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Prayer of Confession and Repentance December 1, 2008

Posted by Jeremy in puritan prayers, Thoughts and Theology.
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Holy Lord, we have sinned times without number, and been guilty of pride and unbelief, of failure to find Your mind in your Word, of neglect to seek You in our daily life. Our transgressions and short-comings present us with a list of accusations, but I bless You that they will not stand against me, for all has been laid on Christ. Go on to subdue our corruptions Lord, and grant us grace to live above them. Let not the passions of the flesh nor lustings of the mind bring our spirit into subjection.

I thank You that many of our prayers have been refused. We have asked wrongly and do not have, we have prayed from lusts and been rejected, we have longed for Egypt and been given a wilderness. Go on with your patient work Lord, answering ‘no’ to our wrongful prayers, and fitting us to accept it. Purge us from every false desire, every base or vulgar aspiration, everything contrary to Your rule. We thank you God for Your wisdom and Your love, for all the acts of discipline to which we are subject, for sometimes putting us into the furnace to refine the gold and remove the waste.

No trial is so hard to bear as a sense of sin. If You would give me choice to live in pleasure and keep my sins, or to have them burnt away with trial, give me sanctified affliction. This is only through you Lord.  Deliver us from every evil habit, every accumulation of former sins, everything that dims the brightness of Your grace in us, everything that prevents us taking delight in You. Then we shall bless You, God of jeshurun [poetic name of Israel], for causing us to be upright. (The Valley of Vision, edited by Arthur Bennett)

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1. Jon - December 1, 2008

I’m reading “Praying: Moving from Duty to Delight” by J.I. Packer, and he wrote on this in a passage I just read this morning:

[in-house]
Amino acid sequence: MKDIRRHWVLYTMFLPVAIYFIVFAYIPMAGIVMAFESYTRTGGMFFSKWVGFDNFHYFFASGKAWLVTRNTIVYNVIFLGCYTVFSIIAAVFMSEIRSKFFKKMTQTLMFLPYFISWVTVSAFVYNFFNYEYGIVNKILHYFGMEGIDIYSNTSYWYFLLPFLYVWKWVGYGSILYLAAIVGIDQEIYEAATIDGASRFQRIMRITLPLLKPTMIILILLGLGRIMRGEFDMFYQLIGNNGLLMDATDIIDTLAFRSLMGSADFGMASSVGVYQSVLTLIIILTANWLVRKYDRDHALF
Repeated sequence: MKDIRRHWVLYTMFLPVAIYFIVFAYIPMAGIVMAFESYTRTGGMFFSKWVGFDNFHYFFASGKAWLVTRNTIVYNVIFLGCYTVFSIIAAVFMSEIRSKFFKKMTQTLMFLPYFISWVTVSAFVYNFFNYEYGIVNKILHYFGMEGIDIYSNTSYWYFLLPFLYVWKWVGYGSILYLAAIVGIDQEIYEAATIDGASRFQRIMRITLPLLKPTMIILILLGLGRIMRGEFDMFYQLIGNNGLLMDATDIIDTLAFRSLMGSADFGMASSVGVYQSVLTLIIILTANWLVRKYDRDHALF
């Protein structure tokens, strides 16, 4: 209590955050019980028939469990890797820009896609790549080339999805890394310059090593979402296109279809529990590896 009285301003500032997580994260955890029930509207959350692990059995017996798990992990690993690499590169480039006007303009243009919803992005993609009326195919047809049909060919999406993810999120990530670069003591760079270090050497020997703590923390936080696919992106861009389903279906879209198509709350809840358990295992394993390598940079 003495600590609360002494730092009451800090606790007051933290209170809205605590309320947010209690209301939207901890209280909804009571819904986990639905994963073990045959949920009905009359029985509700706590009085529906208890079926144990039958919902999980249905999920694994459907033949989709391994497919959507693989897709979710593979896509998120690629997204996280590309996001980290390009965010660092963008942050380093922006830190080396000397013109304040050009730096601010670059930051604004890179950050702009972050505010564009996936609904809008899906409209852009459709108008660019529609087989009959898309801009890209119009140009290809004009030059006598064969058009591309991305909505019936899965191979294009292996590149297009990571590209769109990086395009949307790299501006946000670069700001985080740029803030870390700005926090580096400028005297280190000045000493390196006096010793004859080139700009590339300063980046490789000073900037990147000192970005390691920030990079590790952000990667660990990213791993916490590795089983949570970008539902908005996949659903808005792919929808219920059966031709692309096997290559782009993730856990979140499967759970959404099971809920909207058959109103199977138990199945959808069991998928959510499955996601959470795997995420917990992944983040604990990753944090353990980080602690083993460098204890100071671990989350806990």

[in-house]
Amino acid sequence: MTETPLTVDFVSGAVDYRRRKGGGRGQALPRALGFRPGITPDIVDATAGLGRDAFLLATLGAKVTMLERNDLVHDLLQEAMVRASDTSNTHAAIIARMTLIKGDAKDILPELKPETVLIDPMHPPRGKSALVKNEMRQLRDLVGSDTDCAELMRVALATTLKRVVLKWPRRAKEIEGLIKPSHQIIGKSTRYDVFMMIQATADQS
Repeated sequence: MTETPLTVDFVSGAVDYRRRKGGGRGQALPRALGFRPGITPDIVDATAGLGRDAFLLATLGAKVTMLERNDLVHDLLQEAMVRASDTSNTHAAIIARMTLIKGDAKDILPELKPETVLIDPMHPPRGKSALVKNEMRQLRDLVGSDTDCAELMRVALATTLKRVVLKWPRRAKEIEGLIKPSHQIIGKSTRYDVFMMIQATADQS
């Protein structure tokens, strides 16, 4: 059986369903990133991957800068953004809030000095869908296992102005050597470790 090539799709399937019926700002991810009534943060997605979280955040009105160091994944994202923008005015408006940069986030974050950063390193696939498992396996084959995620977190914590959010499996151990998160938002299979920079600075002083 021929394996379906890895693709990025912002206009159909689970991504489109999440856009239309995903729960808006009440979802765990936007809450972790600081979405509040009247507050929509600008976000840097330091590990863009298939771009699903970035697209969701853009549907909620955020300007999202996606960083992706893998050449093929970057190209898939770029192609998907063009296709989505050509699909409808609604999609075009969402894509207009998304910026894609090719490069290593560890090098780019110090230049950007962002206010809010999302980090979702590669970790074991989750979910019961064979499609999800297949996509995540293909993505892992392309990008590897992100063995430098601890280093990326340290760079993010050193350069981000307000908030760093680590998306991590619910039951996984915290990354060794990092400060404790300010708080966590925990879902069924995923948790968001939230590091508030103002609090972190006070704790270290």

“When we speak of unanswered prayer, we often mean not answered according to the terms of our asking. But to call that “unanswered” is misleading and irreverent. We have seen this in the case of Paul’s plea for his thorn to be taken away, and now look at the following.

‘He asked for strength that he might achieve;
he was made weak that he might obey.
He asked for health that he might do greater things;
he was given infirmity that he might do better things.
He asked for riches that he might be happy;
he was given poverty that he might be wise.

He asked for power that he might have the praise of men;
he was given weakeness that he might feel the need of God.
He asked for all things that he might enjoy life;
he was given life that he might enjoy all things.
He has received nothing that he asked for, but all that he hoped for.
His prayer is answered.'”

Later he concludes, “It is beyond us to track all of God’s answers to our prayers, since these do not always correspond in form to the original petitions. The prose-poem quoted earlier shows this. God reserves the right to answer the prayer we SHOULD have made rather than the one we DID make.”

2. Jeremy - December 1, 2008

That book is really great. I haven’t actually finished the book all the way through but have read many pieces of it. Thanks for sharing that excerpt from it.

I’m looking forward to seeing you next week at Regionals…it’s going to be good to catch up with you.

3. Jon - December 1, 2008

Definitely man, its gonna be sweet!


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